These are dairy-free brands that friends have recommended to me, but so far, I haven’t had the chance to personally try:

Dairy-Free Cooking Tips

It’s been pretty easy for me to cook dairy-free food at home. A lot of the meals I eat are dairy-free anyway; I eat a lot of scrambled eggs, salads, and stir-fry type dishes with meat and vegetables cooked in a skillet. The only thing I really don’t cook anymore is any dish that involves cheesy pasta (which is sad). Cashew milk has a slight cheesy taste, though, meaning it can be a great substitute to use in savory pasta dishes.

I save almond milk for baking because it’s very sweet. I also substitute either coconut oil or canola oil for butter and use vegan chocolate chips. I was excited to recently discover brownies are dairy-free anyway (they’re normally made with oil instead of butter) so they taste the way I remember them.

When it comes to snacks and store-bought foods, I’ve made a few small changes. I buy a new brand of granola bars now (Cascadian Farms or KIND bars instead of Sunbelt). There are several foods that I didn’t realize are dairy-free, too; most potato salad, for instance, is safe. Jell-O pudding mix apparently is dairy-free and I made some with almond milk when I was too nauseous to eat much. Peanut butter is dairy free and has been a good source of protein on days when I can’t stomach meat. Even Oreos are dairy-free!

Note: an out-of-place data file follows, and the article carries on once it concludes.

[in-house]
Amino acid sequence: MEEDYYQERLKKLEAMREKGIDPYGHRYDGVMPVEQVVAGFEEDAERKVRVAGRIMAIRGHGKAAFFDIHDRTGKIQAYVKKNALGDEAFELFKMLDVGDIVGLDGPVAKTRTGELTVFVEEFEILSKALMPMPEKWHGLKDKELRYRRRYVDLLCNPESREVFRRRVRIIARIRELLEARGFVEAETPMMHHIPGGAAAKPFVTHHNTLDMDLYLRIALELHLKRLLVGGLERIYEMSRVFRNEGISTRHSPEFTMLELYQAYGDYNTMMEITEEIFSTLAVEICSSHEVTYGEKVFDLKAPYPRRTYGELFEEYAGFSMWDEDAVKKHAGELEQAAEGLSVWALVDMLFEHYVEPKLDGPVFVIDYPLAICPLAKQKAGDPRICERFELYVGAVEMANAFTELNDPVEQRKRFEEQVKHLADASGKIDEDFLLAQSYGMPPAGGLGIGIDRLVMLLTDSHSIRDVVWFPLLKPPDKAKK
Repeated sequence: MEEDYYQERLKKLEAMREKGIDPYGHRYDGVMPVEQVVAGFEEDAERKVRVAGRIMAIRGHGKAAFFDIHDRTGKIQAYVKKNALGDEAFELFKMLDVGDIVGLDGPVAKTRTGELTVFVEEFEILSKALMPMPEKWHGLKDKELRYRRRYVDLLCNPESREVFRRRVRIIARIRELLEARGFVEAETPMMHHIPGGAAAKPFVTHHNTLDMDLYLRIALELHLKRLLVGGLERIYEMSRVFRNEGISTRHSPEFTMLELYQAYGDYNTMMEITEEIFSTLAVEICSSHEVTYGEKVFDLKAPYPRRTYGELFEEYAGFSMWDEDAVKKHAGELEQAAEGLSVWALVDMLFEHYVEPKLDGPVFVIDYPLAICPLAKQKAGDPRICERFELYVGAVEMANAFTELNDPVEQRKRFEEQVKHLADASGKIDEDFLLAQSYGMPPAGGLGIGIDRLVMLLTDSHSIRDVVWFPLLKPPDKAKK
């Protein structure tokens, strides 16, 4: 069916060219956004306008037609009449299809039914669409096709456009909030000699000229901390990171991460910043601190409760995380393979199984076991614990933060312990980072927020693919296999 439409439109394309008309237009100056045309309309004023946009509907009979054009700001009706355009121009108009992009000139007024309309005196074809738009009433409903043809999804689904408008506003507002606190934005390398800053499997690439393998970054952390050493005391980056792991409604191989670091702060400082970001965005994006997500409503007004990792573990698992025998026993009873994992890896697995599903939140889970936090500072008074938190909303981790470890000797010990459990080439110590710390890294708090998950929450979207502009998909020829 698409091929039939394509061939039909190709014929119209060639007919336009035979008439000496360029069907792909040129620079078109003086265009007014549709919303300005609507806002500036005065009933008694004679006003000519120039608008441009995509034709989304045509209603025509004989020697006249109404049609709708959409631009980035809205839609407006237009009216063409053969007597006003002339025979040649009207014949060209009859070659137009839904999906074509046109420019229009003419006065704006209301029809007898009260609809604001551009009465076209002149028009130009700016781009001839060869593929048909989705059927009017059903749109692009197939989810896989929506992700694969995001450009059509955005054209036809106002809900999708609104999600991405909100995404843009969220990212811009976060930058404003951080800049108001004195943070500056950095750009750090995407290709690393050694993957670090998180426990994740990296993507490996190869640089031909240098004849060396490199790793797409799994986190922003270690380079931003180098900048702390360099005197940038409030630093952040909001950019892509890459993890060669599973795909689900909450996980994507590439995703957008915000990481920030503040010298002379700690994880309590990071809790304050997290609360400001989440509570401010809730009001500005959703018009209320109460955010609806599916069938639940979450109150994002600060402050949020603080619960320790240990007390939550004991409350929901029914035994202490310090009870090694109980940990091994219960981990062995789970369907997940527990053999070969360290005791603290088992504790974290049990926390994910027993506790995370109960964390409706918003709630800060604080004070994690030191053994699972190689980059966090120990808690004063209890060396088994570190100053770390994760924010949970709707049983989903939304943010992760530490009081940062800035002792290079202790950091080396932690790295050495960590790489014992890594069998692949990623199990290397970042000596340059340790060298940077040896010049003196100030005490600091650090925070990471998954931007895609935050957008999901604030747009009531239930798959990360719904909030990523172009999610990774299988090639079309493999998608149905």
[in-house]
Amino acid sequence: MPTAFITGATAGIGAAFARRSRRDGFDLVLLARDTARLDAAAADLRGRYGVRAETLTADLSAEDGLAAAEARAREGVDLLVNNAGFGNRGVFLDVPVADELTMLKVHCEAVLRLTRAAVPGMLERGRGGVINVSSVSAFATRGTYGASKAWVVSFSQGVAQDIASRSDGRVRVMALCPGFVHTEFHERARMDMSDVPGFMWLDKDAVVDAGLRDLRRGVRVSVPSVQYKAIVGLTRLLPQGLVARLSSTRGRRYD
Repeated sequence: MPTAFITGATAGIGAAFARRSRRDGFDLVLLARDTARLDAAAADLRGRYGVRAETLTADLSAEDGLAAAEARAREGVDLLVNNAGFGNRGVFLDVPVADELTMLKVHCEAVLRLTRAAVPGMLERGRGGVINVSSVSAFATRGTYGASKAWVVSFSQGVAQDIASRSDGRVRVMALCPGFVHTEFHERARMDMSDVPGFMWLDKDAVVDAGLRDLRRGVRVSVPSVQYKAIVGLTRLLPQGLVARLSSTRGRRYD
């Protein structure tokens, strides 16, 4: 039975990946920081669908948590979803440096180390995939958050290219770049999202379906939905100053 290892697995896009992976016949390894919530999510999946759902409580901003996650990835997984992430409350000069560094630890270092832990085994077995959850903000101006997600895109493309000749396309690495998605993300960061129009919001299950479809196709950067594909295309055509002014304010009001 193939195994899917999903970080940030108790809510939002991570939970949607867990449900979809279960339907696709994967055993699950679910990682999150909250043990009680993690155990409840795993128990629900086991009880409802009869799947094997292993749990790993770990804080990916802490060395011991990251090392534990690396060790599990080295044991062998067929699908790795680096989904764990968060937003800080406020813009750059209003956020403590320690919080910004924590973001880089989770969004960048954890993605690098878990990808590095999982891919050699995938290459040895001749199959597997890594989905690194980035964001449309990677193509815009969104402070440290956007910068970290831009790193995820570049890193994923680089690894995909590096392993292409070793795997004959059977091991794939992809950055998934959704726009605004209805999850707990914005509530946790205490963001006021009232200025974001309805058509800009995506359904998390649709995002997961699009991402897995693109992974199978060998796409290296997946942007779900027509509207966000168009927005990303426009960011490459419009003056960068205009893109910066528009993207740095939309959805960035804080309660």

Eating Out While Dairy-Free

I’ll be honest: I don’t have a lot of tips here, because since cutting out dairy in mid-July, I’ve eaten out less than half a dozen times. Dairy is in so many foods that eating out can be really difficult, and plus, I just have zero appetite these days anyway because of my new GI symptoms.

But when I do eat out, I typically go for a salad; as long as you ask them to leave off the cheese and you make sure the dressing doesn’t have dairy in it (I love vinaigrettes, which are often dairy free), you’re good to go. I’m weird and I like to eat French fries with my salad too, so sometimes I’ll get fries on the side. Chicken is also a safe option offered at most sit-down and fast-food restaurants alike, and any menu options marked “vegan” are generally safe.

One other thing to be aware of is that many restaurants cook their food in butter, so that’s something to ask about before you dive in; they may be able to substitute oil instead. Grilled meat is typically safer than fried or baked foods. And depending on how sensitive you are, it might be best to stay away from eating any type of bread just in case.